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August 04, 2005

An Insupportable Loss

After my death I wish no other herald,
No other speaker of my living actions,
To keep mine honour from corruption,
But such an honest chronicler as Griffith.

- King Henry VIII. Act iv. Sc. 2.

I don't know why. I keep coming back to those lines, of all the ones that come to mind. I'm sure there is a better passage.

I just can't think of it right now.

vincent.jpg How often, on these pages, have I railed against media knavery? I woke for some unknown reason at 2 am last night and learned via KJ that Steven Vincent of In The Red Zone is gone. How do we get so busy that we just fail to pay attention? I saw the headline: Journalist Killed in Iraq. I was just too preoccupied to scroll down and read the story. KJ had a picture of Mr. Vincent up and I took the liberty of swiping it, though usually I tend to think that sort of thing is too mawkish. Too sentimental. I didn't, this time. He has a compelling face. It stayed with me.

Steven Vincent was shot three times in the chest. His body was found in the city of Basra, where he was researching a book on the history of that city. His interpreter, Nouriya Ita'is, was shot four times.

Like Greyhawk, I never knew Steven. But I wish I had. I knew his writing, and for someone who loves ideas that is perhaps more important than anything else. And I wish I could find the words to express what we have lost. Perhaps his words can do that:

I bought everyone a round of orange juice, and we set to talking. In his mid-to-late thirties, prematurely balding, the Captain told us he was born in North Carolina, and currently lived in Ohio with his wife and two kids. ("That's the hardest part about being out here," he told us, "being away from my family.") He'd been in Basra about a month, during which time he'd awarded some $19 million in contracts, ranging from a few hundred bucks for printers, to a million-dollar police station renovation project. He operated on his own, he said, relying on common sense and past job performance records to select Iraqi contractors. He did not use a translator--one reason he asked for Iraqis to complete their bidding forms in English.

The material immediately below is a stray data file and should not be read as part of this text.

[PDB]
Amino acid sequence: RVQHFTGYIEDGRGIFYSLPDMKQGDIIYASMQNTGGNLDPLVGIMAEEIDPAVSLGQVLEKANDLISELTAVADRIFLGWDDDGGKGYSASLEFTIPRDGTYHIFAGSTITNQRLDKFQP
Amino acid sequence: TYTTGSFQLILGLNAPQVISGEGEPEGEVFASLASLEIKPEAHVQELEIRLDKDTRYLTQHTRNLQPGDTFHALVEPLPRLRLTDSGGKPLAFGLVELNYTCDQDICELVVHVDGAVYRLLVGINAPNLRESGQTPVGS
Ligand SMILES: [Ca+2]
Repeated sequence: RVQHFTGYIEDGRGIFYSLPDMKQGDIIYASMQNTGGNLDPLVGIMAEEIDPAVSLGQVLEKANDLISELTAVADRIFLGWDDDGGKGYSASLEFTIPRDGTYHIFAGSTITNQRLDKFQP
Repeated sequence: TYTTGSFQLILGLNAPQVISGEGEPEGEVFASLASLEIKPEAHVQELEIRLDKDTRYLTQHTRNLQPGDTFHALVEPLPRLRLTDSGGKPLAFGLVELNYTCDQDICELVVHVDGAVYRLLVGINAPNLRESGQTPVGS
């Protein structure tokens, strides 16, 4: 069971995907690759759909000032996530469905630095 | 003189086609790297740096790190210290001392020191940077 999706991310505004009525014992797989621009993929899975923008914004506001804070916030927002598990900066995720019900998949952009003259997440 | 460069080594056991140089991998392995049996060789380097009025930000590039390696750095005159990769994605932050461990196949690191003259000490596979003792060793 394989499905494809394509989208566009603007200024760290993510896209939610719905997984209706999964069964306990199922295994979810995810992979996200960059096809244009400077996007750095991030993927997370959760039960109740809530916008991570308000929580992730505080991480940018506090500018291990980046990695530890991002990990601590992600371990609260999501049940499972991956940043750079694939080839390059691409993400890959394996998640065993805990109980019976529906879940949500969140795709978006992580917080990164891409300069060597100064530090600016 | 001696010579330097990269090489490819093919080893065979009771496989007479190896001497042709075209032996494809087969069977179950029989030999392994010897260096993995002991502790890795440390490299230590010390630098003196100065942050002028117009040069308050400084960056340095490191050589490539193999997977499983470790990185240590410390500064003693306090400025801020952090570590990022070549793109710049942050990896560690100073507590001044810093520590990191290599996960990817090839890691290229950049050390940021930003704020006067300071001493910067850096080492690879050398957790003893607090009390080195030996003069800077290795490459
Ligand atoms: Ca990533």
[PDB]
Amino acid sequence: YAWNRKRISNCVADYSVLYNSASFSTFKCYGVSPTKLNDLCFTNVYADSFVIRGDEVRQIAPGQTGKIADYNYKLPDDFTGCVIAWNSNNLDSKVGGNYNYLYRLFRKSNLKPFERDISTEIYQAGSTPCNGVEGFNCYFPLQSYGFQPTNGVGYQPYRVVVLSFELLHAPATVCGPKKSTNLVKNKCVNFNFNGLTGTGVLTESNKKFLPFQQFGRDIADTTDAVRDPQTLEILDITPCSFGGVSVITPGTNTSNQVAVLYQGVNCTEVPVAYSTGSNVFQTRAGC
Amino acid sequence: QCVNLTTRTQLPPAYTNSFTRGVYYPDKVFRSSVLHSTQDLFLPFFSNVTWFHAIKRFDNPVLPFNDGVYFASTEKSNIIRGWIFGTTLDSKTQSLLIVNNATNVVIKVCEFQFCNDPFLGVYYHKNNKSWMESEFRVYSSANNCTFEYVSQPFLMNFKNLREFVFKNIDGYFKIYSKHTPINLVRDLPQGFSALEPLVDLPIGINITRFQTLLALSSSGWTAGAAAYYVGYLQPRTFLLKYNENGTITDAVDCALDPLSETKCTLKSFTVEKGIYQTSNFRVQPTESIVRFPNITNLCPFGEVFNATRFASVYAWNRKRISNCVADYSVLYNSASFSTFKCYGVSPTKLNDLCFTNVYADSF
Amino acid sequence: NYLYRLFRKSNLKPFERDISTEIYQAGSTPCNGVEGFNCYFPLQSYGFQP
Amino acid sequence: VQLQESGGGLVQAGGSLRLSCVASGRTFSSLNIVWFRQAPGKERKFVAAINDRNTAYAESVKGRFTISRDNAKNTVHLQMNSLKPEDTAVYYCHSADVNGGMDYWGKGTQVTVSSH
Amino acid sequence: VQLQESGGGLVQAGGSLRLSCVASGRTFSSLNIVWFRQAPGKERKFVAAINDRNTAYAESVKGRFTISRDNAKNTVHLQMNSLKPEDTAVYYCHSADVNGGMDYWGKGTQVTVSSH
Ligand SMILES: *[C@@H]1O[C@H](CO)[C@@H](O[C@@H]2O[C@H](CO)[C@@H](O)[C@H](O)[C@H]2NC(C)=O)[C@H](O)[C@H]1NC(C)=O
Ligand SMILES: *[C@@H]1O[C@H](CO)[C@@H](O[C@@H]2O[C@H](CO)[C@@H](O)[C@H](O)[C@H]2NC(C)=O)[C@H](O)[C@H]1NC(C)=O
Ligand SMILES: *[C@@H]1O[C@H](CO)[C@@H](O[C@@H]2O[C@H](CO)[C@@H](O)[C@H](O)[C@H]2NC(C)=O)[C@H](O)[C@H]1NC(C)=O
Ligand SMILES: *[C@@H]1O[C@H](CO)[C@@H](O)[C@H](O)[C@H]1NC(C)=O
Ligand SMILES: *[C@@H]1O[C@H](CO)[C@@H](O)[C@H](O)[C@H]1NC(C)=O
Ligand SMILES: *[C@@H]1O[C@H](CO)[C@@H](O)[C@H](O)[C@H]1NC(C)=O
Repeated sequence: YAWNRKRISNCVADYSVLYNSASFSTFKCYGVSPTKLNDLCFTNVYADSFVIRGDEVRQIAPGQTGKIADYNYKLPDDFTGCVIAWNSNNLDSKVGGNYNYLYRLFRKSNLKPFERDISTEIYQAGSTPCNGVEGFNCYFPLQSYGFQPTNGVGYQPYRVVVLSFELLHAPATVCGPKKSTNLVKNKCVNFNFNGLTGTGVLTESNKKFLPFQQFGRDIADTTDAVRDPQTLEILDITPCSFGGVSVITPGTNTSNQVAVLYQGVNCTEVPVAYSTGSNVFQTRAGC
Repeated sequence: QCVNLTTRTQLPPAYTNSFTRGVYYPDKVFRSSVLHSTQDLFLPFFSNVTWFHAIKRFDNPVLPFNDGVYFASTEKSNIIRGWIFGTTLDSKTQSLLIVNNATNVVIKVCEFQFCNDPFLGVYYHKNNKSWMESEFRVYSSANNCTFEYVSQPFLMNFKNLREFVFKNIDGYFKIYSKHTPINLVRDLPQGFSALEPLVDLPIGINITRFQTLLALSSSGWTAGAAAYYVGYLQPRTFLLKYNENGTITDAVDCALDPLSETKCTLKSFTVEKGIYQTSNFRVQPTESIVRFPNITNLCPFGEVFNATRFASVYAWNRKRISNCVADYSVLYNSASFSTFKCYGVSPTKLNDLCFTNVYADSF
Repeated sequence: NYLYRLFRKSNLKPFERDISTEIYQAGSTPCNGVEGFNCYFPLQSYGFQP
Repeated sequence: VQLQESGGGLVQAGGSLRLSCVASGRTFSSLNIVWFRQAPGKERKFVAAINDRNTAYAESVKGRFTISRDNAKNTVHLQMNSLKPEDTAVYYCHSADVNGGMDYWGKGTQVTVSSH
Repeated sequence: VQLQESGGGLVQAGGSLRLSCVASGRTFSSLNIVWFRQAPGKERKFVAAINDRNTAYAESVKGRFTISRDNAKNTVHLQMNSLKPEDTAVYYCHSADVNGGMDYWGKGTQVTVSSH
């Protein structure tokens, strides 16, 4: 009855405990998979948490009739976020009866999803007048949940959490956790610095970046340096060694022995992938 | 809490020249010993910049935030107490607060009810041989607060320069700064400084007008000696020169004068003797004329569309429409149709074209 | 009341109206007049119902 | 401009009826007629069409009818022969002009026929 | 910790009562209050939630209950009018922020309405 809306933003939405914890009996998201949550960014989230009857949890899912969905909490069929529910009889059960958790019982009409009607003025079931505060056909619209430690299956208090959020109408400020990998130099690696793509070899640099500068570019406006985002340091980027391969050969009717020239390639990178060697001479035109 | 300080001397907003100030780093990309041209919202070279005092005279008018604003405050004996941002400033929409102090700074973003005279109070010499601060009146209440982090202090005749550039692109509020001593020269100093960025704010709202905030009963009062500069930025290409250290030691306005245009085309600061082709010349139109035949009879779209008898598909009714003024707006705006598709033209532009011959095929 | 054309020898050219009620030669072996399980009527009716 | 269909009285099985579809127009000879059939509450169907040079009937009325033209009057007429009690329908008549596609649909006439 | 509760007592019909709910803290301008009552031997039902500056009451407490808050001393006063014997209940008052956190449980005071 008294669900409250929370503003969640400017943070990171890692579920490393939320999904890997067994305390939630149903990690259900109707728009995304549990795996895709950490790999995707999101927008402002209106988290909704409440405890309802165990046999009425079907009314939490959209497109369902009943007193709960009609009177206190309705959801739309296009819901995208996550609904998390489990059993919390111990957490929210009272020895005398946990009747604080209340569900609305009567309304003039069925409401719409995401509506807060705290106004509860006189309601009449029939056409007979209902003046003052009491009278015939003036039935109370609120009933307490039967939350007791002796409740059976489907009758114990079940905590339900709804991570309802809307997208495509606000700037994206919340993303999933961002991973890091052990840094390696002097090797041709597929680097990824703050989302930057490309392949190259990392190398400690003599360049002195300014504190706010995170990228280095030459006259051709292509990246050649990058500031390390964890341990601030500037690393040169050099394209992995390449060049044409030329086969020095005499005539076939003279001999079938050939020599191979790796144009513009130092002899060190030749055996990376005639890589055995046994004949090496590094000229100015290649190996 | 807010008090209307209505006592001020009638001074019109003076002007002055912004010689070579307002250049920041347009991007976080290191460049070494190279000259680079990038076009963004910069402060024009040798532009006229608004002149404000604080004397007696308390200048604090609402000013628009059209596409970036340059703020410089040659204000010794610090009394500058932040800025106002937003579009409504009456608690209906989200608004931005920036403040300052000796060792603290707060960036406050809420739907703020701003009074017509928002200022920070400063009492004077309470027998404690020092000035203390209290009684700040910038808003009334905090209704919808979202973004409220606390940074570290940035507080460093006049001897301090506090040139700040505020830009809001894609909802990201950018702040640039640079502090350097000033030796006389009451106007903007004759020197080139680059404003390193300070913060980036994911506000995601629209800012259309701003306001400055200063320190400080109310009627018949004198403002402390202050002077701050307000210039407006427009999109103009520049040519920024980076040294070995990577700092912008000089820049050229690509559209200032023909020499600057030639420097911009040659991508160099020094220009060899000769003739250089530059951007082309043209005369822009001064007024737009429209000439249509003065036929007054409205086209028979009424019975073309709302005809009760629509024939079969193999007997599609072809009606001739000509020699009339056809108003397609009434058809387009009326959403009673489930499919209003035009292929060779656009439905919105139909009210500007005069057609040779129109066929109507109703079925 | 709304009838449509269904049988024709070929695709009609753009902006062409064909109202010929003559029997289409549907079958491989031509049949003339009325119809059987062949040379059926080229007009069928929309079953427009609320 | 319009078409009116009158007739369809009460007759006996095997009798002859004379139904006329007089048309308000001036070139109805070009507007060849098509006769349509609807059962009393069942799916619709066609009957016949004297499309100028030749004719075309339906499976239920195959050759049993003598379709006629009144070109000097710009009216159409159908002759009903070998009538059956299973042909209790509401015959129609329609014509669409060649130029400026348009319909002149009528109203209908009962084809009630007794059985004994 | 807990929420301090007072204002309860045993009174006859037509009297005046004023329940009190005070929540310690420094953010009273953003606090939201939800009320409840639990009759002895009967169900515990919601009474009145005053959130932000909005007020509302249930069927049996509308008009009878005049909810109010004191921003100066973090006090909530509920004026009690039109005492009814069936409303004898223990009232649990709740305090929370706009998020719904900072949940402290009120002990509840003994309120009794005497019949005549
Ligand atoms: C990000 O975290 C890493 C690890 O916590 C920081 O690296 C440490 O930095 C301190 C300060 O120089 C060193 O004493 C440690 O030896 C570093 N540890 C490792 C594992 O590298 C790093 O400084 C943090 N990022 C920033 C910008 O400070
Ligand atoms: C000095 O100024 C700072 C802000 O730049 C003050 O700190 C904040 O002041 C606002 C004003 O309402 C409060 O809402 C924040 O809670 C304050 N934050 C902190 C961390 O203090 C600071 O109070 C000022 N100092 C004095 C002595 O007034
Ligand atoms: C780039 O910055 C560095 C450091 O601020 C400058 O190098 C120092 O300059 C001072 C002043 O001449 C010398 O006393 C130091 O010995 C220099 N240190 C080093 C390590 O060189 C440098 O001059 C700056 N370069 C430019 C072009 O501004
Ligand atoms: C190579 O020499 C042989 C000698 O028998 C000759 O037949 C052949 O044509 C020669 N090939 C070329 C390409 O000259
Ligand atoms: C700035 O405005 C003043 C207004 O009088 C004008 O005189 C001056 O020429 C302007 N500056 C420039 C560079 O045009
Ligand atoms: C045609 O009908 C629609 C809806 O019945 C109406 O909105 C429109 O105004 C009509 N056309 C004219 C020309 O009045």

This last point was important. Layla and I have heard numerous stories about how, on big multi-million dollar projects, Iraqi translators and engineers--which the Americans, British and non-Iraqi NGOs are forced to use because of language difficulties--often accept bribes from companies to steer contracts their way. Since most Westerners don't know Arabic, and must rely on the translators and engineers as their eyes and ears, the funding sources are rarely the wiser. "In my case," said the Captain, "there's just me, my database and Iraqi companies. No chance for corruption there."

I'd wanted to introduce Layla to the Gary Cooper side of America, and I felt I'd succeeded. Instead of the evasive, over-subtle, windy Iraqi, fond of theory and abstraction, here was a to-the-point Yank, rolling up his sleeves with a can-do spirit of fair play and doing good. "I want to have a positive effect on this country's future," the Captain averred. "For example, whenever I learn of a contracting firm run by women, I put it at the top of my list for businesses I want to consider for future projects." I felt proud of my countryman; you couldn't ask for a more sincere guy.

Layla, however, flashed a tight, cynical smile. "How do you know," she began, "that the religious parties haven't put a woman's name on a company letterhead to win a bid? Maybe you are just funneling money to extremists posing as contractors." Pause. The Captain looked confused. "Religious parties? Extremists?"


Oh boy. Maa salaama Gary Cooper, as Layla and I gave our man a quick tutorial about the militant Shiites who have transformed once free-wheeling Basra into something resembling Savonarola's Florence. The Captain seemed taken aback, having, as most Westerners--especially the troops stationed here--little idea of what goes on in the city. "I'll have to take this into consideration..." scratching his head, "I certainly hope none of these contracts are going to the wrong people." Not for the first time, I felt I was living in a Graham Greene novel, this about about a U.S. soldier--call it The Naive American--who finds what works so well in Power Point presentations has unpredictable results when applied to realities of Iraq. Or is that the story of our whole attempt to liberate this nation?